This is not meant to be critical of players or their patriotism. It isn’t. Players, especially pitchers, have a certain shelf life, and no one should tell them to risk everything for a one month international competition. Perhaps Noah Syndergaard put it best when he said, “I’m a Met. Ain’t nobody made it to the Hall of Fame or the World Series playing in the WBC.” (Abby Mastrocco, nj.com).
If you go down the line, you will probably hear similar responses from the other players that did not play. The problem is most of them are American.
The reigning Cy Young Award winners are Max Scherzer and Rick Porcello. Neither are pitching, but to be fair Scherzer was slated to pitch before he suffered an injury. The runner-ups were Jon Lester in the NL and Justin Verlander in the AL. They aren’t pitching either. Third place? Kyle Hendricks and Corey Kluber respectively. The two pitchers who started Game 7 of the 2016 World Series aren’t on the USA roster. Dig deeper. The best pitcher in baseball right now is Clayton Kershaw. He’s not on the roster. The best clutch pitcher in all of baseball right now, if not all time, is Madison Bumgarner. He’s not on the roster.
This speaks to the absolute depth of the starting pitching among Team USA. Arguably, the crop of starting pitchers on the USA roster right now is their 7th best option. Maybe even worse. And yet, they pitched brilliantly. Chris Archer, Marcus Stroman, and Danny Duffy went out there and pitched as good as or better than any of the aforementioned pitchers would have pitched in that spot.
But then comes the bullpen. As loaded as the USA is in the rotation, they should be just as loaded in the bullpen. Zach Britton is coming off a historically great season, but much like the AL Wild Card Game, you are not going to see him pitching against a foreign opponent. Addison Reed, a pitcher coming off a season with a 1.97 ERA isn’t on the roster. It could be argued Wade Davis is the best closer in all of baseball, and yet, he isn’t on the roster. The closest USA comes to having a terrific closer on the roster is Mark Melancon, who is on the provisional roster.
I kept thinking about all the aforementioned pitchers while Tanner Roark, a pitcher who wouldn’t make a squad of the best American born pitcher in the National League East, was getting tattooed by the Dominican Republic. Oddly enough, it was the one pitcher for USA you trusted the most, Andrew Miller, the one who definitively belonged on the roster, was the one that ultimately blew the save.
Sure, you could have hoped USA scored more runs after jumping out to a 5-0 lead. You could argue that the best young players in the game Mike Trout and Bryce Harper went to Spring Training instead of competing in this event. You also wonder how much of an impact USA not bringing their best players had an impact on American born Manny Machado playing for the Dominican Republic. You wondered a little more as he hit a Tanner Roark ball nearly out of the gigantic Marlins Park.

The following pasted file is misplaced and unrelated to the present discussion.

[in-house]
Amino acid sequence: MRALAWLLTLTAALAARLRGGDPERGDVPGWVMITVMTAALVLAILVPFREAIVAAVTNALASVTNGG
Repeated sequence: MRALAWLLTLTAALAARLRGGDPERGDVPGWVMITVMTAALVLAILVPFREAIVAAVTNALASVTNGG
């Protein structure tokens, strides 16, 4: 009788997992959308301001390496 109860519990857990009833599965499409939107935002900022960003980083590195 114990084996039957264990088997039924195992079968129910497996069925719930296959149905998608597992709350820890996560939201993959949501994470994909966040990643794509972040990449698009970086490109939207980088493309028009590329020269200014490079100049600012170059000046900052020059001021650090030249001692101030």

Personally, I was wondering what the heck Jim Leyland was doing with his lineup. Two of the better hitters on the team, Andrew McCutchen and Daniel Murphy, were stapled to the bench while Eric Hosmer was batting fifth. Mind you, Hosmer could very well be the worst hitter in that lineup. He’s certainly the bottom two or three on the roster. These are the things that happen when you name Leyland manager instead of giving the chance to Willie Randolph, a man who has had success at the major league level and in international play.
Seriously, aside from Buster Posey and perhaps Nolan Arenado and Ian Kinsler, you could argue the best USA players and coaching staff stayed home. This is why USA has not won a WBC to date, let alone appear in a final. And yet, in some strange way, it speaks about how much better USA is than the world in baseball.
In Olympic basketball, USA brings its best players in LeBron James and Kevin Durant, and yet, the team has to sweat it out to win Olympic Gold. In hockey, Canada is absolutely stocked top to bottom. Arguably, the team it leaves home would win Olympic Gold, and yet each Olympics teams constantly push Canada. In the WBC, USA isn’t sending near its best, and they are having to play tougher games than expected.
Teams like Colombia try to keep their hopes alive with a gutsy performance from Nabil Crismatt. Puerto Rico’s ace is Seth Lugo, a pitcher who can’t even find his way onto an All-American Mets starting rotation. Israel has transformed Josh Zeid, a pitcher the Mets would not re-sign to a minor league deal, into their version of Andrew Miller.
USA may not have their best, but they have players like Adam Jones who well up with pride putting on the uniform and representing their county. This is a roster full of players that are easy to root for and are good enough to win the WBC. As an American and as a baseball fan, I’m happy these players chose to play, and they deserve to win it all because even though they might not be the best American players, they are the best team in the WBC.